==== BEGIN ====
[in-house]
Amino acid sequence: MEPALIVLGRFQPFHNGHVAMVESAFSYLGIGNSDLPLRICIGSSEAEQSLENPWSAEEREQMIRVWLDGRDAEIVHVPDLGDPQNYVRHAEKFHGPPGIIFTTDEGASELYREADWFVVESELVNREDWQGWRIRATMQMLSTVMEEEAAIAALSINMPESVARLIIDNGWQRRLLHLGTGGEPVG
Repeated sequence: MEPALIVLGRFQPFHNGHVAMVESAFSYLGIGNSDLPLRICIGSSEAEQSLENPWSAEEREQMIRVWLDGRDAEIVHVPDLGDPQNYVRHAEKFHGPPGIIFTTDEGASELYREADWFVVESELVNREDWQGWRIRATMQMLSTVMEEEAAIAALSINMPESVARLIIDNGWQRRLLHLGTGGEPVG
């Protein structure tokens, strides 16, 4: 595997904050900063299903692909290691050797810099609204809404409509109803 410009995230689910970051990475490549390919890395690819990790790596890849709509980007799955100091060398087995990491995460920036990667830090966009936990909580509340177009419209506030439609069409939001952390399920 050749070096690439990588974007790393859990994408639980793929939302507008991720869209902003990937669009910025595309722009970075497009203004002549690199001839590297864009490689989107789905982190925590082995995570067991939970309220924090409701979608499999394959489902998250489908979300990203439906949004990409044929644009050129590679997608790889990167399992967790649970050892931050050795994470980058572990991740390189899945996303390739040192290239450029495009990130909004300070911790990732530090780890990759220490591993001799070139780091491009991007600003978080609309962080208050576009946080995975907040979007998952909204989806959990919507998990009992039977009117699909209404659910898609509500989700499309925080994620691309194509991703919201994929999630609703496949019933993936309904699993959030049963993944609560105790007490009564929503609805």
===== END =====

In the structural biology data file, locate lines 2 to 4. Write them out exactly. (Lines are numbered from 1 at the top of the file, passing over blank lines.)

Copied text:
Amino acid sequence: MEPALIVLGRFQPFHNGHVAMVESAFSYLGIGNSDLPLRICIGSSEAEQSLENPWSAEEREQMIRVWLDGRDAEIVHVPDLGDPQNYVRHAEKFHGPPGIIFTTDEGASELYREADWFVVESELVNREDWQGWRIRATMQMLSTVMEEEAAIAALSINMPESVARLIIDNGWQRRLLHLGTGGEPVG
Repeated sequence: MEPALIVLGRFQPFHNGHVAMVESAFSYLGIGNSDLPLRICIGSSEAEQSLENPWSAEEREQMIRVWLDGRDAEIVHVPDLGDPQNYVRHAEKFHGPPGIIFTTDEGASELYREADWFVVESELVNREDWQGWRIRATMQMLSTVMEEEAAIAALSINMPESVARLIIDNGWQRRLLHLGTGGEPVG
């Protein structure tokens, strides 16, 4: 595997904050900063299903692909290691050797810099609204809404409509109803 410009995230689910970051990475490549390919890395690819990790790596890849709509980007799955100091060398087995990491995460920036990667830090966009936990909580509340177009419209506030439609069409939001952390399920 050749070096690439990588974007790393859990994408639980793929939302507008991720869209902003990937669009910025595309722009970075497009203004002549690199001839590297864009490689989107789905982190925590082995995570067991939970309220924090409701979608499999394959489902998250489908979300990203439906949004990409044929644009050129590679997608790889990167399992967790649970050892931050050795994470980058572990991740390189899945996303390739040192290239450029495009990130909004300070911790990732530090780890990759220490591993001799070139780091491009991007600003978080609309962080208050576009946080995975907040979007998952909204989806959990919507998990009992039977009117699909209404659910898609509500989700499309925080994620691309194509991703919201994929999630609703496949019933993936309904699993959030049963993944609560105790007490009564929503609805």